The Change If The Immagery Of

971 words - 4 pages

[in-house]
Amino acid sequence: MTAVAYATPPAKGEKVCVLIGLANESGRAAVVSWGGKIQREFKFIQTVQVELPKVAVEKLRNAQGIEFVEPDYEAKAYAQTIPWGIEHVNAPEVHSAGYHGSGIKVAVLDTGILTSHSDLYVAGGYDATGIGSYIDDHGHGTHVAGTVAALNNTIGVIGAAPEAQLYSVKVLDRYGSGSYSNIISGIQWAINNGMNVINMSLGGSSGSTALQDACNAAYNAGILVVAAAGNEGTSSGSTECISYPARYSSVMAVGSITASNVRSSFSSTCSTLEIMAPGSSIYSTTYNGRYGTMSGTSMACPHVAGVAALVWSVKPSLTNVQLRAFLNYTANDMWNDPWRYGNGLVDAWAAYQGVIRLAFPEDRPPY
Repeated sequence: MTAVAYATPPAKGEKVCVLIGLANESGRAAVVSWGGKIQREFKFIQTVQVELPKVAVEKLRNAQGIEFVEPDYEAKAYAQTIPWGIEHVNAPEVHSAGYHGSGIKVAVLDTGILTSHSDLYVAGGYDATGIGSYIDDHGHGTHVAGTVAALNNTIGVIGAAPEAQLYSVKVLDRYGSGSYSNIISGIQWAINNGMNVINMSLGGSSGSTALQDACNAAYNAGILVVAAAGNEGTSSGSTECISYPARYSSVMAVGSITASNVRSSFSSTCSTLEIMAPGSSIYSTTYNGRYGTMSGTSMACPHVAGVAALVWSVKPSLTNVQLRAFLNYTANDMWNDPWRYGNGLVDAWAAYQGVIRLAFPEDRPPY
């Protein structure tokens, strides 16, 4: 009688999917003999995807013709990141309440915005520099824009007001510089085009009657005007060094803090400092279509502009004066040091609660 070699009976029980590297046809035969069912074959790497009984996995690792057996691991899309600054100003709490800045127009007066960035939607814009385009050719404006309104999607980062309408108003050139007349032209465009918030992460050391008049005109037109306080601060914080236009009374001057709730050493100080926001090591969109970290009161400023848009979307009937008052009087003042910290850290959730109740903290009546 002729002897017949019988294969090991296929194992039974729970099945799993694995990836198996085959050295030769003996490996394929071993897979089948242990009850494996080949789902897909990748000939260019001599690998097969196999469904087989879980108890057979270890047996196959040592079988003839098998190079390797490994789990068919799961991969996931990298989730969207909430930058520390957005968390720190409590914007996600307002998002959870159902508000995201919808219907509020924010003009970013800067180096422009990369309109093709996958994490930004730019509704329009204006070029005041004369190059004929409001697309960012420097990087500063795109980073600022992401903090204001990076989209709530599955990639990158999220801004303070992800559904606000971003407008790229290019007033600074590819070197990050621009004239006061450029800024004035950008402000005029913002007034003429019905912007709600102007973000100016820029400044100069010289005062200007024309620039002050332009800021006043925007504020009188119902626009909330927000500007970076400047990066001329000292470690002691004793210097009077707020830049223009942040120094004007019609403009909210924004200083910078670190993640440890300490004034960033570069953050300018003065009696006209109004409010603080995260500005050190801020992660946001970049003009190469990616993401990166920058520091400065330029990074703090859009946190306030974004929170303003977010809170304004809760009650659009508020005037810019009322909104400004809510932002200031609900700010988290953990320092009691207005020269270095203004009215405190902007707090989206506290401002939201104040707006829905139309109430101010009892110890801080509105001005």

The Symbolism of the Imagery of Blood In Macbeth and its Change Throughout the Play Imagery is any piece of language that makes the reader form a mental picture or image. Shakespeare's plays are always interesting for the richness of their imagery, and Macbeth in particular has numerous vivid examples. Macbeth is also particularly rich in repeated images. Shakespeare returns again and again to an idea that he has introduced. One major repeated image of the play is Blood. Also, the meaning of the image of blood changes throughout the play from first being associated with honor and changes to the murder of Duncan and guilt, then evil, and then finally back to its original meaning. In Macbeth there are more then 100 references to blood in the play. This emphasizes the violent and dark nature of the murders and of the play in general, and it also shows Macbeth's own character. At first blood is associated with honor and with Macbeth's bravery in battle. "…with his brandished steel that smoked with bloody execution…" (I.ii.18-19). This is how things normal are at the time of Macbeth; blood is usually connected with battle bravery and honor.Later on, after Macbeth kills Duncan, the meaning of blood begins to change. In Act II Scene ii, after Macbeth kills Duncan, Macbeth's hands are covered in blood, and later on, Lady Macbeth's. Macbeth reacts to the blood very differently then Lady Macbeth. Macbeth sees the blood as the symbol of his action and as the symbol of his guilt; Macbeth cannot believe what he has done and is in shock. "What hands are here! Ha! - they pluck out mine eyes! Will all great Neptune's ocean wash this blood clean from my hands? No, this my hand will rather the multitudinous seas incarnadine, making the green on red" (II.ii.59-63). What Macbeth is saying is that nothing shall free him of this murder and of his guilt. He feels that what he has done is incredibly wrong, as he does not believe that anything could ever relive him of this action; that all the water in the world could not remove the blood. It would rather turn the ocean to a blood color. Another interpretation of the line "…my hand will rather the multitudinous seas incarnadine…" (II.ii.63) foreshadows that, since water represents good and purity, while he attempts to remove his guilt, he will defile the purity and goodness of everything else (the multitudinous seas) and kill more and more.Lady Macbeth, on the other hand, sees the blood as washable; that guilt is easily washed away. "A little water clears us of this deed; How easy is it then!" (II.ii.66-67). Notice the contrast of "a little water" to Macbeth's "multitudinous seas". These 2...

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